Newcastle Hospitals has launched a new self-service tool, in partnership with NHS Digital, to help everyone to use emergency care appropriately.
If you arrive at the Emergency Department at the Royal Victoria Infirmary (RVI) and are not a medical emergency, you will now be asked if you have a booked arrival time through 111 or a referral letter from your GP. If not, you will need to check your symptoms on a new self-service tool on tablets located in the entrance to A&E.
The self-service tool will ask a series of questions and, based on the information provided, give people information to help them decide what to do next. In certain situations, people may decide that their condition can be managed at home or with over-the-counter medication. In other circumstances, people may decide to book an appointment with their usual GP, or, if their symptoms are potentially more serious, may still decide to go to A&E.
The self-service tool is not intended for use during pregnancy, or by those under the age of 16. There are some situations where immediate medical attention through A&E may be required. These include, but are not limited to:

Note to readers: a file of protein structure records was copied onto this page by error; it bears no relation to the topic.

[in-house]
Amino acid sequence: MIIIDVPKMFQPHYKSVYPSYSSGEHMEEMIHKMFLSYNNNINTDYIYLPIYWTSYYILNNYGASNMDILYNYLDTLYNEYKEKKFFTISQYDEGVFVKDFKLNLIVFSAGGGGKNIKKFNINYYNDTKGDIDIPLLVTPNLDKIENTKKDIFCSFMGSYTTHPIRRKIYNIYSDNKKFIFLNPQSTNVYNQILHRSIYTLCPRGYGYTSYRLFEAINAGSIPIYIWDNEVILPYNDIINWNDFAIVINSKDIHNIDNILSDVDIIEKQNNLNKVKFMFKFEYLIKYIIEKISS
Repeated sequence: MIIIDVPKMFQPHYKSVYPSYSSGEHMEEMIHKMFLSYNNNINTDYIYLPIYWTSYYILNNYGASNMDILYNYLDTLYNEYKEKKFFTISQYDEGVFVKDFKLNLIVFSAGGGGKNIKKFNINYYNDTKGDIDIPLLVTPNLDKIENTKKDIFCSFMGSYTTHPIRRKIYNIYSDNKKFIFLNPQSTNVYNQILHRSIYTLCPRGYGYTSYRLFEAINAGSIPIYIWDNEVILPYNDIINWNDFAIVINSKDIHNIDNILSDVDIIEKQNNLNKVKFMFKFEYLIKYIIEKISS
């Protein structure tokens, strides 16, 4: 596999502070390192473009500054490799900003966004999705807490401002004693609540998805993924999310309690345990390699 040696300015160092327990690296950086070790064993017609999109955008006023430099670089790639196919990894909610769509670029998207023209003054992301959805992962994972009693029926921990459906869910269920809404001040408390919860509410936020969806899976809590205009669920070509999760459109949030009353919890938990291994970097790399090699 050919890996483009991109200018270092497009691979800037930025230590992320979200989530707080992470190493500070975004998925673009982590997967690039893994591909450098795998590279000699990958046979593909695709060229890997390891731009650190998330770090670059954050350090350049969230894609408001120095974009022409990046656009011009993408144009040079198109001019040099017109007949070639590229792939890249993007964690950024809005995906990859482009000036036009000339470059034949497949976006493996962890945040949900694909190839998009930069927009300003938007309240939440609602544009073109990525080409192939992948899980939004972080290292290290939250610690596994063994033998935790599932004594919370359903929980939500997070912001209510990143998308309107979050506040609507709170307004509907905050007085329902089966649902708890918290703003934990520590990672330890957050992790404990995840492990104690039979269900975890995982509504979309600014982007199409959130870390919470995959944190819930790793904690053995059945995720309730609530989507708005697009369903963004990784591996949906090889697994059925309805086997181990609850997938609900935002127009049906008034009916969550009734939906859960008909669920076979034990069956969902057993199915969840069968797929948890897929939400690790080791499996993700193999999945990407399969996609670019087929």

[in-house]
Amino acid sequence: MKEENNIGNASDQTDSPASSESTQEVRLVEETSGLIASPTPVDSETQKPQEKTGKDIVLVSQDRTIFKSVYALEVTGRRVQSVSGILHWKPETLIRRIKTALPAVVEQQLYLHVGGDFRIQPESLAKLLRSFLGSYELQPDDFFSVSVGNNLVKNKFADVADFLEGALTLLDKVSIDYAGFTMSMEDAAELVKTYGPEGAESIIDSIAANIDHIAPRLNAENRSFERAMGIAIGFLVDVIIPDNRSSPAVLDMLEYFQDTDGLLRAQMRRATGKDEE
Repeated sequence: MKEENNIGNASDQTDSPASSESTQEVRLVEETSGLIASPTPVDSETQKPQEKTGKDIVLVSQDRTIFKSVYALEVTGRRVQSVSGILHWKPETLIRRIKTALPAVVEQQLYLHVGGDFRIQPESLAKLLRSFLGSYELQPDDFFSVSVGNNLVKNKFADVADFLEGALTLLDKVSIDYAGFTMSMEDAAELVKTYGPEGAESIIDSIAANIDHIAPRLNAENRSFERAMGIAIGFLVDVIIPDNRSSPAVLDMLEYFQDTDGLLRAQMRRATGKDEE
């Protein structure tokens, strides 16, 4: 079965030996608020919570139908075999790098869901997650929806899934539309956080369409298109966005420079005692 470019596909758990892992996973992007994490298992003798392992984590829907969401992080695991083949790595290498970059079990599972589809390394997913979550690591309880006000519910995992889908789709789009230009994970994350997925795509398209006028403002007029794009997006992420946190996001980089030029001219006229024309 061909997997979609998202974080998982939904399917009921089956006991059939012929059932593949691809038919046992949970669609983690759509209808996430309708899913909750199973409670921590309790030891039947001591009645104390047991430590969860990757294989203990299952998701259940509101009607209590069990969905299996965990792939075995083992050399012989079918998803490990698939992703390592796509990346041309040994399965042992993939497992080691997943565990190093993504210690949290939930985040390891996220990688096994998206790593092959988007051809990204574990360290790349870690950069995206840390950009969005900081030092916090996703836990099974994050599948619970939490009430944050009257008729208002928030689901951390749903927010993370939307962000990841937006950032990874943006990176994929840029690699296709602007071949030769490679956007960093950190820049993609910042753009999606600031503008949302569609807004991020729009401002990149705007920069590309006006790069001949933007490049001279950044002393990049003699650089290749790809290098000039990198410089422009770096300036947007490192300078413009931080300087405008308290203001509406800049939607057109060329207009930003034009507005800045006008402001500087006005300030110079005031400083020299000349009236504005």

- chest pain
- breathing difficulties
- severe bleeding that cannot be stopped
- severe allergic reactions
- severe burns or scalds
The self-service tool is available from 8am until 8pm, 7 days a week, and arrival co-ordinators will be available in the entrance to help anyone who needs further advice.
Bas Sen, consultant in emergency medicine at the RVI, said: “It is without a doubt that anyone needing emergency medical attention should come to A&E straight away. However, as everyone knows, all emergency departments around the country are incredibly busy and it is essential that we quickly see those people who need our care the most.
“We have therefore introduced our new self-service tool to help our staff to deal with everyone appropriately on their arrival. Anyone who needs urgent care should always visit NHS 111 online first to be directed to the most appropriate service. If they do not, our self-service system will ask a series of questions about an individual’s symptoms then will advise the most appropriate and best care for them.
“It’s vital that RVI’s emergency department is able to concentrate on the patients who are really unwell and the new self-service system will help support this. I would urge people to please think carefully before attending A&E – please use NHS 111 online and carefully consider if attending an A&E department is really necessary and the best option for you.”
For immediate life-threatening emergencies always call 999. Unless you’re are experiencing an emergency, you should always #doyourbit and visit NHS 111 online for advice on urgent care, before visiting the RVI’s Emergency Care Centre.